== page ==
Heineken Asia Pacific
Former logo used by APB before its merger into Heineken Asia Pacific
|Subsidiary of Heineken International|
|Successor||Heineken Asia Pacific|
|Founded||1931 (as Malayan Breweries Limited)|
1989 (as Asia Pacific Breweries)
|Roland Pirmez (President Asia Pacific)|
|Products||Beers and lagers|
|Parent||Heineken International (100%)|
Heineken Asia Pacific, formerly Asia Pacific Breweries (APB) is an Asian brewery company founded as Malayan Breweries Limited (MBL) in 1931, in a joint venture between Heineken International and Fraser and Neave, it was renamed Asia Pacific Breweries (APB) in 1989 and given its present name after merging with Heineken Asia Pacific in 2013.
It currently controls 45 breweries in 19 countries in the Asia Pacific region, selling over 50 beer brands and variants. It is wholly owned by parent company Heineken International.
In 1931, Fraser & Neave formed a joint venture with Holland’s Heineken to venture into the brewing business. The brewery, Malayan Breweries Limited produced Tiger Beer, and later acquired Archipelago Brewery, which produced Anchor Beer.
In 1990, Malayan Breweries changed its name to Asia Pacific Breweries.
In 2010, APB acquired PT Multi Bintang Indonesia from Heineken International BV
In August 2012, Fraser & Neave accepted an offer from Heineken to acquire its stake in APB for US$4.1 billion. Shareholders approved the deal during the extraordinary general meeting held on September 28, 2012.
In 2013, APB merged with Heineken Asia Pacific and was renamed Heineken Asia Pacific to reflect its role as Heineken's regional hub.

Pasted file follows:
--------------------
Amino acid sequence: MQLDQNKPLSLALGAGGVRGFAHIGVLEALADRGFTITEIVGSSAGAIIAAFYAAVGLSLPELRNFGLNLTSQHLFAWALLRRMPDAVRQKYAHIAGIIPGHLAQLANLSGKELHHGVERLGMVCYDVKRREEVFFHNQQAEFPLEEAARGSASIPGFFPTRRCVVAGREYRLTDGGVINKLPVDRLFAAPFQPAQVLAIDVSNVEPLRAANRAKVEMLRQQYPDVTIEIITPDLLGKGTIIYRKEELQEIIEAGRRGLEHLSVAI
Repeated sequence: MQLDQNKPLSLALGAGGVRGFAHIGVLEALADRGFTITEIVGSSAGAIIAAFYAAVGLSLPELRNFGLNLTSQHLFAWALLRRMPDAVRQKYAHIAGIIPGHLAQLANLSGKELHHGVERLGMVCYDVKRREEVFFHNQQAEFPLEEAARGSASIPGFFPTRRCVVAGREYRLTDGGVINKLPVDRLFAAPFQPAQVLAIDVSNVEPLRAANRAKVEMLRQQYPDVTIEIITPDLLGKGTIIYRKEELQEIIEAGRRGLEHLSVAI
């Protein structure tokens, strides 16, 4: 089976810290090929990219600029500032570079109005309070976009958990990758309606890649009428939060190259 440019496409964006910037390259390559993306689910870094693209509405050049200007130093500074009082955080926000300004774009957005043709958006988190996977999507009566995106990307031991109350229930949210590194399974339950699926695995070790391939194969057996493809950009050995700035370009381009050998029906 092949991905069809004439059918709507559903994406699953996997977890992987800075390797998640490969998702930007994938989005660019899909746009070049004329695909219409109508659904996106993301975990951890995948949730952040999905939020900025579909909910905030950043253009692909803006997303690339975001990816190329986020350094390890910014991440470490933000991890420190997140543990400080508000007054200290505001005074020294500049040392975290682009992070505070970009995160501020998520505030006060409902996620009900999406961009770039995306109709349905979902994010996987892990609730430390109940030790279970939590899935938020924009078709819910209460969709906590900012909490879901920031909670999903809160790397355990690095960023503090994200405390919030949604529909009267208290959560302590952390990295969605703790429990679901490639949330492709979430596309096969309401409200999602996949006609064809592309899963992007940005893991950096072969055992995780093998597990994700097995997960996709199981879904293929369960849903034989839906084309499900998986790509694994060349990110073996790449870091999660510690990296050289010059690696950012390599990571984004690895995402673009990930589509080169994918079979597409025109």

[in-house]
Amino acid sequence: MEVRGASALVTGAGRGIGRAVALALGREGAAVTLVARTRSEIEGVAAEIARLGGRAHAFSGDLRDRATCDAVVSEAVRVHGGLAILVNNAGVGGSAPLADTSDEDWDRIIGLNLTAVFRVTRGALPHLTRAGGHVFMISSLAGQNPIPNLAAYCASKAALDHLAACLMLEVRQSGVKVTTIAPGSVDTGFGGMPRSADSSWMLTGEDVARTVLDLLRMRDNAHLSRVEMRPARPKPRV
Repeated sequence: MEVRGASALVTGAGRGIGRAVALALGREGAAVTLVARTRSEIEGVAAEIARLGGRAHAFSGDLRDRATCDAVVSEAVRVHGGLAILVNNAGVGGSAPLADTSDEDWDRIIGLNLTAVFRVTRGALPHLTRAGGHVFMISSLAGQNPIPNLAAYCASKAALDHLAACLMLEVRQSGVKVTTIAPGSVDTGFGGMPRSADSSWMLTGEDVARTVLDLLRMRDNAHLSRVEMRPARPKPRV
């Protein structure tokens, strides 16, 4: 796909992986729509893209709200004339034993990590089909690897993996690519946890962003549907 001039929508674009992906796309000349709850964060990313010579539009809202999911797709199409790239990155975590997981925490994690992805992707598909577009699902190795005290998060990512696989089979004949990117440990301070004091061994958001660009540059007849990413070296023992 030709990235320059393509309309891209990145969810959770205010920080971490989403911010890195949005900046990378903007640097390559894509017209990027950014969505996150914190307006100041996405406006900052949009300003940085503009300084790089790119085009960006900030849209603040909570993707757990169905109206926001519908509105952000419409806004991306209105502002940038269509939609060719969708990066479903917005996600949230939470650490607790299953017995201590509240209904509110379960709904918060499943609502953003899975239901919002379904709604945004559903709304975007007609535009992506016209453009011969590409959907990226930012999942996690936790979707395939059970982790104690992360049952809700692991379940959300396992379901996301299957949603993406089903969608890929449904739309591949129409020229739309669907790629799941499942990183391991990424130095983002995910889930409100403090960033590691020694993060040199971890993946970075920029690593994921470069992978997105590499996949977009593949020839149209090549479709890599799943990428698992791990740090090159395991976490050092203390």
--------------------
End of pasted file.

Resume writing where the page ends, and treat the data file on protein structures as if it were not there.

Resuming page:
The company’s main brands include Tiger Beer, Anchor, Baron’s Strong Brew, Bintang Beer, DB Bitters, Tui, ABC Extra Stout and Archipelago Brewery Company range of beers. It also brews Heineken under a license from its parent company.
Launched in 1932, Tiger beer became Singapore's first locally brewed beer. It is a 5% abv bottled pale lager. APB's flagship brand, it is available in more than 60 countries worldwide. The flagship brand has entered in a number of beer tasting competitions and has performed well. At the 2011 World Quality Selections, organized by Monde Selection, the brand won a Gold Quality award. According to Brand Finance’s Top 100 Singapore brands 2012 Report, Tiger is amongst Singapore’s top 10 most valuable brands.
Tiger in popular culture
The "It's Time for a Tiger" slogan for Tiger Beer has run for decades since its inception in the 1930s.
The writer Anthony Burgess named his first novel Time for a Tiger (the first part of the Malayan trilogy The Long Day Wanes) after the advertising slogan. The beer was popular in the Malaya of the 1950s, where Burgess was working.
Burgess reveals in his autobiography that, when his Time for a Tiger was published, he asked the manufacturer, then Fraser and Neave, for a complimentary clock with the Tiger beer slogan. The brewery declined to offer this or any other free gift to him. But, fourteen years later, when Burgess was more famous, it relented. In 1970, the company offered Burgess the privilege to consume any of their beers free of charge while in Singapore. However, in his own words Burgess wrote in response: "But it was too late, I had become wholly a gin man."
The beer was also seen in the 2002 movie The Transporter with Jason Statham. Crates of Tiger appeared in the 2008 film Tropic Thunder. Also, in the 2001 Hong Kong action thriller The Accidental Spy it's the preferred beer of Buck Yuen (played by Jackie Chan) who orders it by name in a bar and, also has an empty bottle of Tiger by his bed in the next scene as he wakes up from a dream.
In the movie The Odd Angry Shot about the Australian Special Air Service during the Viet Nam war, Tiger is considered the beer of choice among American and Aussie troops. Tiger is seen as a favourite among British troops during the Malayan emergency in the film The Virgin Soldiers.
"What time is it? It's Tiger time." here
Anchor Beer (Hainan, China)